It doesn’t matter if you’re working with someone or married to someone, relationships are difficult. They take an awful lot of strenuous effort and intelligent skill.
Add gender differences to the mix and you add some extra challenges in terms of what it takes to live and work together effectively and peacefully.
Here are a few tips from my program on The Power of Partnership that should be of great help to you.
►1. Recognize the different styles in male-female communication.
Men and women tend to use vastly different styles of communication, for example. Both styles have tremendous value and both styles are necessary. But when males and females try to work together or live together, the style differences can easily lead to problems instead of problem solving.
Just look at language usage. Women tend to use hint language while men tend to use literal language. (Notice I said tend. These are tendencies and not absolute descriptions of how women and men communicate all the time. You can always find plenty of exceptions.)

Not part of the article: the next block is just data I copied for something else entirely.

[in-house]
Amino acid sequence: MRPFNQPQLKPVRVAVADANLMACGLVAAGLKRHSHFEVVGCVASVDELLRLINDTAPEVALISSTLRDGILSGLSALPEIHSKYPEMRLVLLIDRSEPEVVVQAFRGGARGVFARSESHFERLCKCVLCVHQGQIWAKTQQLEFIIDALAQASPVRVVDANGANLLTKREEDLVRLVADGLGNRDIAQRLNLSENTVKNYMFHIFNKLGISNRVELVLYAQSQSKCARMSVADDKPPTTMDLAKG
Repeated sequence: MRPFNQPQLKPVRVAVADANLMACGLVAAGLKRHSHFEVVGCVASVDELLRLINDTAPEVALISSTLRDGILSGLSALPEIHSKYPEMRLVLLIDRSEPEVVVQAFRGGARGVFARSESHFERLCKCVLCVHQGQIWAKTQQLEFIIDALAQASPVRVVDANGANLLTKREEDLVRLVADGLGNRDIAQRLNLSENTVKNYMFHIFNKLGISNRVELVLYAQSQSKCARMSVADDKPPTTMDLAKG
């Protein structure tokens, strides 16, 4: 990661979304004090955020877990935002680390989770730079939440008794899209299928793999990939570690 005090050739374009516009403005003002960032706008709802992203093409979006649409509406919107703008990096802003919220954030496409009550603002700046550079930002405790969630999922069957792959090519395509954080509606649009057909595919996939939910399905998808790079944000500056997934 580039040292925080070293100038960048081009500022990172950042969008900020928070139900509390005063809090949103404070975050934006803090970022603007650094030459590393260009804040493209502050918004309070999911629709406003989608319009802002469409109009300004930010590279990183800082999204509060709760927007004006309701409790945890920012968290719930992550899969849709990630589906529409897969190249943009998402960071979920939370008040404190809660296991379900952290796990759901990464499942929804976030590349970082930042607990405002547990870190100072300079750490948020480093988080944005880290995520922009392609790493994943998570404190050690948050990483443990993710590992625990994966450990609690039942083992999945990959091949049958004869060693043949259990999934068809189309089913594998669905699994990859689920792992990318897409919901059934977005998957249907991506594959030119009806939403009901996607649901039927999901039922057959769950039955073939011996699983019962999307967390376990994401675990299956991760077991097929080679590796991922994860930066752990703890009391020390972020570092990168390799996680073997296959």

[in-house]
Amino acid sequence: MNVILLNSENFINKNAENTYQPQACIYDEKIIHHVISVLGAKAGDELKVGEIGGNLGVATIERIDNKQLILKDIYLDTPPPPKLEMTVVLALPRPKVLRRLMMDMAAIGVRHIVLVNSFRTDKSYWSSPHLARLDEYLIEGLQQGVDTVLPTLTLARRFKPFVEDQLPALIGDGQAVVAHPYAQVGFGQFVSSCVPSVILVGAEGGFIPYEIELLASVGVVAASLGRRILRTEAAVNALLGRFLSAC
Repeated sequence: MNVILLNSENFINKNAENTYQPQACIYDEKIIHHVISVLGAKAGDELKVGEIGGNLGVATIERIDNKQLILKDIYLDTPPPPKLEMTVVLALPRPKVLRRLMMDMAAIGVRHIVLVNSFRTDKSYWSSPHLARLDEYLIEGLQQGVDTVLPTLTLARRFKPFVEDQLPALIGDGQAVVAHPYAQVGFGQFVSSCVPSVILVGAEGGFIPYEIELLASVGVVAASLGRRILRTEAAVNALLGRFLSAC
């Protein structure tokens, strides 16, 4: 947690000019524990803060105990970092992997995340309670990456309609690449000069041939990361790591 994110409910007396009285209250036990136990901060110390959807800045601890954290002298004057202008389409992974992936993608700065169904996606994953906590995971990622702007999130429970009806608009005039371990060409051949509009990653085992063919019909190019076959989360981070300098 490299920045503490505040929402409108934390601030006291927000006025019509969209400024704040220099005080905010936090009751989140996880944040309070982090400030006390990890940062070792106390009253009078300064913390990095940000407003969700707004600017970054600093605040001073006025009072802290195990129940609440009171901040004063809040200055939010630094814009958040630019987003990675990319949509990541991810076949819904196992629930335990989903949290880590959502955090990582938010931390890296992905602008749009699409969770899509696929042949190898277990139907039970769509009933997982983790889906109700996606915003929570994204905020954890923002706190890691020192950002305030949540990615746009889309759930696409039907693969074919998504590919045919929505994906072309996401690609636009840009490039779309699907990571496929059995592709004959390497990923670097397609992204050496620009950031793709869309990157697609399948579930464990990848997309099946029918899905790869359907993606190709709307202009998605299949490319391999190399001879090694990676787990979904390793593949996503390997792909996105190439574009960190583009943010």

For example, video-taped research has shown that women often use a hint or question at the end of a sentence. A woman might say, “It’s cold in here, isn’t it?” What she is saying is, “Turn up the heat.”
The man doesn’t get the hint. It’s not his style of language. He takes her literally and says, “No.” If this goes on long enough, she might complain, “He never does what I ask him to do.” He replies by saying, “Just tell me what you want,” to which she replies, “I’ve been telling you for 30 years, haven’t I?”
Tip: Don’t get into an argument as to which language style is better. That’s a waste of time and will only cause conflict. Instead, I suggest that you have a discussion with the most significant people in your work and personal lives, talking about each of your “natural” communication styles. Try to understand (not necessarily agree with) the other person’s style and discuss what adaptations each of you could make to your style so there is more communication and less misunderstanding.